Say your child played with your pen. Do you ask them "Where did you put it?" and "Where did you leave it?"? According to my study

"Where did you put it?": This implies that the person is being asked where they placed or stored something. It suggests that the speaker believes the person they're asking is responsible for putting the item away or organizing it.

"Where did you leave it?": This suggests that the speaker believes the person they're asking has misplaced the item or forgotten where they placed it.

  • 3
    Your "study" just requires looking up to put and to leave in a dictionary, so I don't understand what you're asking. Yes, you have correctly understood the dictionary definitions as they relate to this context. But it's a pointless distinction in most cases, since all you really want to ask is "Where is it?". And if the respondent doesn't know the answer to that, perhaps "Where did you last have / use it?" Mar 13 at 12:13
  • "Tommy, I told you not to drive my car. Where have you left it this time? At the school playground?"
    – Lambie
    Mar 13 at 14:41
  • Not necessarily their responsibility in the sense of it being their designated task. Where did you put the blue mixing bowl? could be asked of someone who is presumed to have used it last, and who doesn't always return items to their former location when finished with them, but might choose a different shelf or cabinet. In which case one might dare ask "Where did you put the blue mixing bowl this time?"
    – TimR
    Mar 13 at 16:38
  • "Leave" doesn't have to imply that it's lost or forgotten. (Where'd you get that perception? Maybe edit to show.) It just means that the person is no longer with the thing. "Can you check on my house while I'm gone? I'll leave the key under the mat." Also: don't get the idea that by asking this question, you're learning anything universal about these words. Instead you're learning about what works in this scenario. If I ask my doctor "During my surgery, where did you put your probe," that's a very different question than "where did you leave your probe." Mar 13 at 21:18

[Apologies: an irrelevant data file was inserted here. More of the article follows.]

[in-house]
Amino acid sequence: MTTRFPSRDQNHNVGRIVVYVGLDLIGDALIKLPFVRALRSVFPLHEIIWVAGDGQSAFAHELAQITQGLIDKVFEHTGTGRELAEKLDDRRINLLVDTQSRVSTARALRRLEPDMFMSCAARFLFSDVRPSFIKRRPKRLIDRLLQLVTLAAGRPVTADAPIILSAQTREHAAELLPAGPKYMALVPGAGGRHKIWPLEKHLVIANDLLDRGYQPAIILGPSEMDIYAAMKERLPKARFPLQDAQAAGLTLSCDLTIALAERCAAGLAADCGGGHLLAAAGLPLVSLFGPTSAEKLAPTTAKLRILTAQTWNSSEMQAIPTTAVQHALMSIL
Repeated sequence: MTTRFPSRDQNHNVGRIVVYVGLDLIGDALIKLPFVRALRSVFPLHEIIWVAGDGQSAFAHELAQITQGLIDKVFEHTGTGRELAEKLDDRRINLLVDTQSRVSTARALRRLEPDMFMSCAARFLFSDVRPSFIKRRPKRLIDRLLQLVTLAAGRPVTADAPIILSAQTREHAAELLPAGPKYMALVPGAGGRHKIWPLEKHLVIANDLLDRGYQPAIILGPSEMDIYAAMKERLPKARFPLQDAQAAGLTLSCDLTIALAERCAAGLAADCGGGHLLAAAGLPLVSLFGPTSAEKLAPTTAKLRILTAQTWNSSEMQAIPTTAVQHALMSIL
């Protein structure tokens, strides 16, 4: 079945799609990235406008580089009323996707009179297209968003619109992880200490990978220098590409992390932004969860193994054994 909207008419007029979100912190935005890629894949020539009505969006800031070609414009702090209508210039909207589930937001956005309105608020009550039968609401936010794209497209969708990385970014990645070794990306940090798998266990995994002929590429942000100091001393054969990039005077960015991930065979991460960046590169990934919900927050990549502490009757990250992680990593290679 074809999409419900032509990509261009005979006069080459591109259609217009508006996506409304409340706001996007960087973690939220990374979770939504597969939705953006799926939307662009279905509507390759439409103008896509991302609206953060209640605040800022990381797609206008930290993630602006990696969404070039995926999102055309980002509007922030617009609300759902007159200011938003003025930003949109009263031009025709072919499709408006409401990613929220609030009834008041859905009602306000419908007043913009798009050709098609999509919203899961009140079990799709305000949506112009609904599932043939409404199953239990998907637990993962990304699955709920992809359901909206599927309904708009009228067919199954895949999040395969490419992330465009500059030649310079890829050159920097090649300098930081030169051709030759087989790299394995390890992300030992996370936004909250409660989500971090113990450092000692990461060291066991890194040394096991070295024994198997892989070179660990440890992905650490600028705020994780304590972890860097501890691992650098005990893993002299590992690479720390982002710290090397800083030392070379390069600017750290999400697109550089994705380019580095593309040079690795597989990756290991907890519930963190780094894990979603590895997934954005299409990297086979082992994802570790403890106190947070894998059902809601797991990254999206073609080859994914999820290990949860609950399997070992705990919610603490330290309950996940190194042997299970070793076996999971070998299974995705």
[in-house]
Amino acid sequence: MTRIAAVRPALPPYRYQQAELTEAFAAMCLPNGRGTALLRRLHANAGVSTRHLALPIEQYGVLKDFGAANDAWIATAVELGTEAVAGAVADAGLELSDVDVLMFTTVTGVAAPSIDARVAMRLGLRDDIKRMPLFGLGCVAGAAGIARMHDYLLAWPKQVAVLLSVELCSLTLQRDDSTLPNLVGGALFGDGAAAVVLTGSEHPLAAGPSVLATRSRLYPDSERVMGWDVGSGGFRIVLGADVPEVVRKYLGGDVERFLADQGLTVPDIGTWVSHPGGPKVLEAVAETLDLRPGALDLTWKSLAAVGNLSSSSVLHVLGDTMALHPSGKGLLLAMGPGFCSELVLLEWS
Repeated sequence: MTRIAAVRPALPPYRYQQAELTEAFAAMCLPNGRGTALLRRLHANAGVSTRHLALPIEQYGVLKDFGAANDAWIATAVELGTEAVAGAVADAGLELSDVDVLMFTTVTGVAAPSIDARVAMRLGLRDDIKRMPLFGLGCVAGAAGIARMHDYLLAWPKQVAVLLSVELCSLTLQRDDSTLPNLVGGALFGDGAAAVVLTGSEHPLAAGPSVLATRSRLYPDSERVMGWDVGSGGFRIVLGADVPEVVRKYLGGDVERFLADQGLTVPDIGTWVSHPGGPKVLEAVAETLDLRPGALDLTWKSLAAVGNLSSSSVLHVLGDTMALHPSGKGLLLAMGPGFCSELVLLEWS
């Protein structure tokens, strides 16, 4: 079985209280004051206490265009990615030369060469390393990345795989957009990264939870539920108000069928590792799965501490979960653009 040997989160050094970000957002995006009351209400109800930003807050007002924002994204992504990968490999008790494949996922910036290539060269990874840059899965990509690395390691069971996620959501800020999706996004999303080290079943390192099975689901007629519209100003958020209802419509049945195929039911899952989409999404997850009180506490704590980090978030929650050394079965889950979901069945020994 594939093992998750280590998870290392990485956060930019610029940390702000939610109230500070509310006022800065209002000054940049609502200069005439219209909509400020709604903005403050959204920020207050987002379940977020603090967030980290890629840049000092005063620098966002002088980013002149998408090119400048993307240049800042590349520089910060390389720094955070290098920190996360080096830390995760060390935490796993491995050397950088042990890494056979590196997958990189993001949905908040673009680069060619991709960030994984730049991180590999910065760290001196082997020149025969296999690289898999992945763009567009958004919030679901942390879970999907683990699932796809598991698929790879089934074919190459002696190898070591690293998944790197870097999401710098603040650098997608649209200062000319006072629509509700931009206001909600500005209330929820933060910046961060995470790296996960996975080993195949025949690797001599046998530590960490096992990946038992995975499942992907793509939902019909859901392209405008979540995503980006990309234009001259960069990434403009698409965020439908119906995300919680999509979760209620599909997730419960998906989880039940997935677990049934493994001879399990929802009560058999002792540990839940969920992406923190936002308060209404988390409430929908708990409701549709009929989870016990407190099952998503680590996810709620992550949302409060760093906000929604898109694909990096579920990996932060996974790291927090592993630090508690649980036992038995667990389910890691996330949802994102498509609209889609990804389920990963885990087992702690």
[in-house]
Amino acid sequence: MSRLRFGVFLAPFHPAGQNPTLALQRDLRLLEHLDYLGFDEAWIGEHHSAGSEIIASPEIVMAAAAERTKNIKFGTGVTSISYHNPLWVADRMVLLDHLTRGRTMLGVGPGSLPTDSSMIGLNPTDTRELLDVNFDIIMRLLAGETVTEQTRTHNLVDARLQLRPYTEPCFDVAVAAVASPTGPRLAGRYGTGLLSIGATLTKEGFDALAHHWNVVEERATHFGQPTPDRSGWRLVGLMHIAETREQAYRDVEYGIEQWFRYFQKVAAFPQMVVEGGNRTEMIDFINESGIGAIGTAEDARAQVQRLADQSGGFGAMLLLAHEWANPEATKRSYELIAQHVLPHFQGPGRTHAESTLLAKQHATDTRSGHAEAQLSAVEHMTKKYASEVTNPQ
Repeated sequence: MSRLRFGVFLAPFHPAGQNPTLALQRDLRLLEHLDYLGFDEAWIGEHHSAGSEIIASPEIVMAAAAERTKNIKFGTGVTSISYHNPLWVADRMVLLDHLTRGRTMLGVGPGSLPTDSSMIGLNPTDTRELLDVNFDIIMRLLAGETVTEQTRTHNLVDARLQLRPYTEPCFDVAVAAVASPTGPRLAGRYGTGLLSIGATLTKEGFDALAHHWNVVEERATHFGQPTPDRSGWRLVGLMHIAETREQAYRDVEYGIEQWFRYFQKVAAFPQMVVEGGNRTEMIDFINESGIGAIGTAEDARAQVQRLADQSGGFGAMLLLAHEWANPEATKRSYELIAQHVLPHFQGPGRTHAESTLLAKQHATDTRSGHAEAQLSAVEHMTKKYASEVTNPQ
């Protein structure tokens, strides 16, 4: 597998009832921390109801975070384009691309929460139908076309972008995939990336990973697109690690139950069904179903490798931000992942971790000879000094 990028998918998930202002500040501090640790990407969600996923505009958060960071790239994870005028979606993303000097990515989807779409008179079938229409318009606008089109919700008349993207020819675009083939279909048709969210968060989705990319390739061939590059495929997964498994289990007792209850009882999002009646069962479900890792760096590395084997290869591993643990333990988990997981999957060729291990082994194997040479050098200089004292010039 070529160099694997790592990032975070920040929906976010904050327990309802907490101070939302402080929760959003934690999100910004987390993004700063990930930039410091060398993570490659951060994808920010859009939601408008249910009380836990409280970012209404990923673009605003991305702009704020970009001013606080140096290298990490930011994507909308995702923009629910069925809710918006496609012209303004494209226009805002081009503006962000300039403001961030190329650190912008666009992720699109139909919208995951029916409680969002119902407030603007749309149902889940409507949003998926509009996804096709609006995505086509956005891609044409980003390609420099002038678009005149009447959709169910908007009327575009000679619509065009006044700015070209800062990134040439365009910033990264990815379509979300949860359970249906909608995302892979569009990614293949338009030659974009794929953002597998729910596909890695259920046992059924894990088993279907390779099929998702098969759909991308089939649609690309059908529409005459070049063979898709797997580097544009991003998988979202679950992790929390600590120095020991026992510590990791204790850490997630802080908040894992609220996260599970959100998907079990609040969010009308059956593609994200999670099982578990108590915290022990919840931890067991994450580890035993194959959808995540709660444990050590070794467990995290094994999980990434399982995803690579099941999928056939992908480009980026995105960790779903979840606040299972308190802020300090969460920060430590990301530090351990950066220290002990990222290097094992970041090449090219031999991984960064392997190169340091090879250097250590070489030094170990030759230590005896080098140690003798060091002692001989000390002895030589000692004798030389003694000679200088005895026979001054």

1 Answer 1


"Where did you put it?" and "Where did you leave it?" are similar but subtly different in nuance, and they may not always be interchangeable depending on the context.

"Where did you put it?" is typically used when you're asking someone about the specific location where an item was placed, often with the implication that the person deliberately placed the item somewhere. It suggests an action of putting something in a particular spot.

"Where did you leave it?" can imply that the item was placed somewhere, possibly without much thought, and then the person walked away from it. It often carries a connotation of forgetfulness or carelessness.

In many situations, they can be used interchangeably without causing confusion, especially in informal contexts. However, the choice between them might depend on the speaker's perception of how the item came to be in its current location or the speaker's emphasis on the action taken with the item.

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